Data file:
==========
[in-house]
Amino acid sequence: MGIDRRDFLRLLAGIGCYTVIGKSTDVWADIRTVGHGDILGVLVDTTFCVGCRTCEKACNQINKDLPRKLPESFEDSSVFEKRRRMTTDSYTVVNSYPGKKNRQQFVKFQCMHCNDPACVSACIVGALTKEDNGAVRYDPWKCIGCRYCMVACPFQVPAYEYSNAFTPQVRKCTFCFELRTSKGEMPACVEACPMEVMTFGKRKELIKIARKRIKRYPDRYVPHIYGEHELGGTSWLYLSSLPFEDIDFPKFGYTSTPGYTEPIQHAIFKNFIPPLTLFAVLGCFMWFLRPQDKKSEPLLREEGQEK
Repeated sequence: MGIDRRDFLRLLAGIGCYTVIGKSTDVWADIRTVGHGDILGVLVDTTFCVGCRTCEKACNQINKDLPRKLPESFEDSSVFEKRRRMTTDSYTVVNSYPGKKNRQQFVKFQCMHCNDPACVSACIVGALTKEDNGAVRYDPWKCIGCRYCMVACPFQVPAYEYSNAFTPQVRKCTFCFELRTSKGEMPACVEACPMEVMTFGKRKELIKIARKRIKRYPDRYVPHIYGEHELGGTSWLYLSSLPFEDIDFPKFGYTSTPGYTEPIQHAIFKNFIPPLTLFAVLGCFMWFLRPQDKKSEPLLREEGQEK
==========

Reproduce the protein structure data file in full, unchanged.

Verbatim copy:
[in-house]
Amino acid sequence: MGIDRRDFLRLLAGIGCYTVIGKSTDVWADIRTVGHGDILGVLVDTTFCVGCRTCEKACNQINKDLPRKLPESFEDSSVFEKRRRMTTDSYTVVNSYPGKKNRQQFVKFQCMHCNDPACVSACIVGALTKEDNGAVRYDPWKCIGCRYCMVACPFQVPAYEYSNAFTPQVRKCTFCFELRTSKGEMPACVEACPMEVMTFGKRKELIKIARKRIKRYPDRYVPHIYGEHELGGTSWLYLSSLPFEDIDFPKFGYTSTPGYTEPIQHAIFKNFIPPLTLFAVLGCFMWFLRPQDKKSEPLLREEGQEK
Repeated sequence: MGIDRRDFLRLLAGIGCYTVIGKSTDVWADIRTVGHGDILGVLVDTTFCVGCRTCEKACNQINKDLPRKLPESFEDSSVFEKRRRMTTDSYTVVNSYPGKKNRQQFVKFQCMHCNDPACVSACIVGALTKEDNGAVRYDPWKCIGCRYCMVACPFQVPAYEYSNAFTPQVRKCTFCFELRTSKGEMPACVEACPMEVMTFGKRKELIKIARKRIKRYPDRYVPHIYGEHELGGTSWLYLSSLPFEDIDFPKFGYTSTPGYTEPIQHAIFKNFIPPLTLFAVLGCFMWFLRPQDKKSEPLLREEGQEK